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The entrepreneur's Ferrari brain ... with bicycle brakes.

In my 30 years of working with business owners around the world, both as a consultant and as a psychiatrist, I have developed a keen appreciation for how the magical mind of the entrepreneur operates. I have learned that what separates successful from frustrated small-business owners is their ability--or inability--to capitalize on their massive psychological strengths and to minimize the carnage that can be wreaked by their weaknesses.

The difference between success and frustration lives in the mind, but it is not IQ or innate talent. It is the ability to make the most of what you've got. The great business owner learns how to harness and direct his or her mental power, while the frustrated one spends life trying to learn how.

Entrepreneurs constitute the guts and gusto of our economy. They're the people who keep us bouncing back no matter how bad things get and the people who break new ground no matter how many times they're told they can't go there. They are the business equivalent of farmers--not sitting in boardrooms or looking for bailouts but always out at the crack of dawn plowing the economy, dealing with whatever the weather brings, growing their crops no matter what.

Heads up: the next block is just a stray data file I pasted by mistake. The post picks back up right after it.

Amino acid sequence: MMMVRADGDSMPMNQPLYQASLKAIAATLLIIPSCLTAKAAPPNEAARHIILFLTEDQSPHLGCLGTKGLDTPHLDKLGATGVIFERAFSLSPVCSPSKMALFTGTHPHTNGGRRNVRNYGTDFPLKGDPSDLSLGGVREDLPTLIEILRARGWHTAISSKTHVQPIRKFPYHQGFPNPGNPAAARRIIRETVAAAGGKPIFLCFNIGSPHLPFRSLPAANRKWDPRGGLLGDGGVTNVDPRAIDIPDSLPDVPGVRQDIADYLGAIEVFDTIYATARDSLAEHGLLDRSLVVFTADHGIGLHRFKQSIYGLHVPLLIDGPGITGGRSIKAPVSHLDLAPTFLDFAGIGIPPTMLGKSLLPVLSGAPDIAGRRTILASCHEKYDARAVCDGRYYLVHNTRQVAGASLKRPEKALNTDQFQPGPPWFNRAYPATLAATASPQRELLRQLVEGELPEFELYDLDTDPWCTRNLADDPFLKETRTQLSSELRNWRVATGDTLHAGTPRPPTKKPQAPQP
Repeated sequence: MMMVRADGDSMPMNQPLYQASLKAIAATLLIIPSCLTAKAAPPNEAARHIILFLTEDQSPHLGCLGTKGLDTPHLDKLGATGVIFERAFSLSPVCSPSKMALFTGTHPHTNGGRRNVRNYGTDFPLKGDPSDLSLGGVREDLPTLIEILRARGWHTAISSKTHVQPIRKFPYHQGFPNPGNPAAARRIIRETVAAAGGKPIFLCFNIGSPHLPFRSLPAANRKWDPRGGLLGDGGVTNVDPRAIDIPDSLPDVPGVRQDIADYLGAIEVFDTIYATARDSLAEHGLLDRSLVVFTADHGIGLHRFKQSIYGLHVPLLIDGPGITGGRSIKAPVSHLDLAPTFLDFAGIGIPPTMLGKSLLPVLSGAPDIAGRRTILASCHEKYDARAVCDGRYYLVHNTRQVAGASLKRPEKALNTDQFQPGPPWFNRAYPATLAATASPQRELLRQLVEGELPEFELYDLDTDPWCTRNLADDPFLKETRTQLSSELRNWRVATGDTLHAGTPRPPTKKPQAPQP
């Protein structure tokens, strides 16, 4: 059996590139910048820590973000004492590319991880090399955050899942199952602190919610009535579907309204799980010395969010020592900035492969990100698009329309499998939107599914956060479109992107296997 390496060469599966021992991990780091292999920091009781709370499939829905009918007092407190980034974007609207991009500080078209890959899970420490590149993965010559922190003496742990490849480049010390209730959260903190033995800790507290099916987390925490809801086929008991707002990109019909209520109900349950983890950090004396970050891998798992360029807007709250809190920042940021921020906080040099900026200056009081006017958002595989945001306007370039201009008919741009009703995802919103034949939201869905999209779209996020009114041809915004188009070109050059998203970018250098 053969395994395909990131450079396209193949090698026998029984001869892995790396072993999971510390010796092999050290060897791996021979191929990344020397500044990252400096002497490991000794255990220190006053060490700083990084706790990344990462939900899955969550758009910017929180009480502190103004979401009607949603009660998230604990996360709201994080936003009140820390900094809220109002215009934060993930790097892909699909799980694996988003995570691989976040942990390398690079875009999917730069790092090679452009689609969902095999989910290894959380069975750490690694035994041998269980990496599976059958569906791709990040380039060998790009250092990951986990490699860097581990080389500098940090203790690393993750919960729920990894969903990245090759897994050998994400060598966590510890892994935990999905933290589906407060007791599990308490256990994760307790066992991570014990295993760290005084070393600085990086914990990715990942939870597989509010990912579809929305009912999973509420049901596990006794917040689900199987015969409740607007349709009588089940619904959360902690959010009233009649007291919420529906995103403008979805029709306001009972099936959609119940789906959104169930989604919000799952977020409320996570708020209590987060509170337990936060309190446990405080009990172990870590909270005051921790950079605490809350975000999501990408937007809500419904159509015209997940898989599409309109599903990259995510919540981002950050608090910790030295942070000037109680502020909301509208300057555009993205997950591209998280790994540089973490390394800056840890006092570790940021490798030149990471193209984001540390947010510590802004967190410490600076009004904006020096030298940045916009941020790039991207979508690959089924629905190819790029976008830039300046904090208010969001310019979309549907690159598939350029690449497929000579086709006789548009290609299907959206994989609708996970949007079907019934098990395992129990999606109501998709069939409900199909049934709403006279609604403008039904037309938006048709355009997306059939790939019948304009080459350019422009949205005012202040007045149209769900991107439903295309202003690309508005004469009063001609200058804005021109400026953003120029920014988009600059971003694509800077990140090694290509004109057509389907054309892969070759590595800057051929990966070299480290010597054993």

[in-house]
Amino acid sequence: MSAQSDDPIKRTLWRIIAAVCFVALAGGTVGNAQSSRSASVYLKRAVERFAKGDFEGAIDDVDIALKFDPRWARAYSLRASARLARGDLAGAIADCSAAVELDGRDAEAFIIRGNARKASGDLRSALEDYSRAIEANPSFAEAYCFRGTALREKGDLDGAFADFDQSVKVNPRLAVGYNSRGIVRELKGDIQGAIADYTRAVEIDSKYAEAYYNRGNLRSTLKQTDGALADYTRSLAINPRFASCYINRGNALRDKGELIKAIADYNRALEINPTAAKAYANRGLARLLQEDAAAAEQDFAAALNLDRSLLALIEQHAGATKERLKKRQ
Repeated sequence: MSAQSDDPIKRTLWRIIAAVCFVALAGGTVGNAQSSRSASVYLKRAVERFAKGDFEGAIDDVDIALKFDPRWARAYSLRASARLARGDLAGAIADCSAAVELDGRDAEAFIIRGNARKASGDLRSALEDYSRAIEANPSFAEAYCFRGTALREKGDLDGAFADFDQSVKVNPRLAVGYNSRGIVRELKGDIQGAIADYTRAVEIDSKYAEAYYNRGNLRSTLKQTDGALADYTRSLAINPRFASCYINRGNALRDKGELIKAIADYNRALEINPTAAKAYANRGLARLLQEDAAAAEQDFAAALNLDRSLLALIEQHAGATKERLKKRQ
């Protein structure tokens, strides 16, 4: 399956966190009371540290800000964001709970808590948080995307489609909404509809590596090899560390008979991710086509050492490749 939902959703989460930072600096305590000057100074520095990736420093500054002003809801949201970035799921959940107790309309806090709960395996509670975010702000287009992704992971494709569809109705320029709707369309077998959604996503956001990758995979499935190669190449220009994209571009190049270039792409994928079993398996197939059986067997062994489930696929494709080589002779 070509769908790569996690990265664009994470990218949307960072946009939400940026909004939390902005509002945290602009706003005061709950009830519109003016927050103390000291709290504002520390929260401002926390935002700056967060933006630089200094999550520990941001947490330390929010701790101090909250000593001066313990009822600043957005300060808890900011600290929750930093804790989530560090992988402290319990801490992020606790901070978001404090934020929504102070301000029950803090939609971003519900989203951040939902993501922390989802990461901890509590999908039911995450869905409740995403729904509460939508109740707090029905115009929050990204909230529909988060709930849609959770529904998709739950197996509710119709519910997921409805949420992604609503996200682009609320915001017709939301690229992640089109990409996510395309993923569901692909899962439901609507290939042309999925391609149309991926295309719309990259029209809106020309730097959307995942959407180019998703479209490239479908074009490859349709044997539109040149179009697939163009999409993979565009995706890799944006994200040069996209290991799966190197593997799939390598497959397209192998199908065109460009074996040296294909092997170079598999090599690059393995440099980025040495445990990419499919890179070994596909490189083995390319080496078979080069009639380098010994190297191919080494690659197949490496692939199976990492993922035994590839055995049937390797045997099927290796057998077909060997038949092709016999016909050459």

The Psychological Profile of an Entrepreneur

If there is one psychological characteristic that defines entrepreneurs, it is what I call pop: grit combined with imagination and optimism. People who start their own businesses have a ton of pop. They never give up; they keep inventing new solutions, and they believe in the pot of gold.

But a rich, complex and often contradictory set of tendencies combine to define these ragtag rebels and swashbuckling pioneers. I say contradictory because for every positive trait the entrepreneur possesses, he or she usually has a corresponding vulnerability. Paradoxes prevail in their psychological makeup.

In order for entrepreneurs to thrive and achieve their magnificent dreams, they need to learn to overrule their destructive tendencies while taking advantage of their considerable constructive gifts. But learning how to do this requires insight--knowledge of one's assets and vulnerabilities--and planning, developing a method to take advantage of strengths and overrule weaknesses.

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A big problem is that most entrepreneurs hate to introspect, and they hate even more to plan. They prefer to operate spontaneously according to the Nike solution: just do it. The Nike solution can work spectacularly well sometimes and has led to the making of many sudden fortunes. But over time it tends to fail and has led to the demise of many such sudden successes.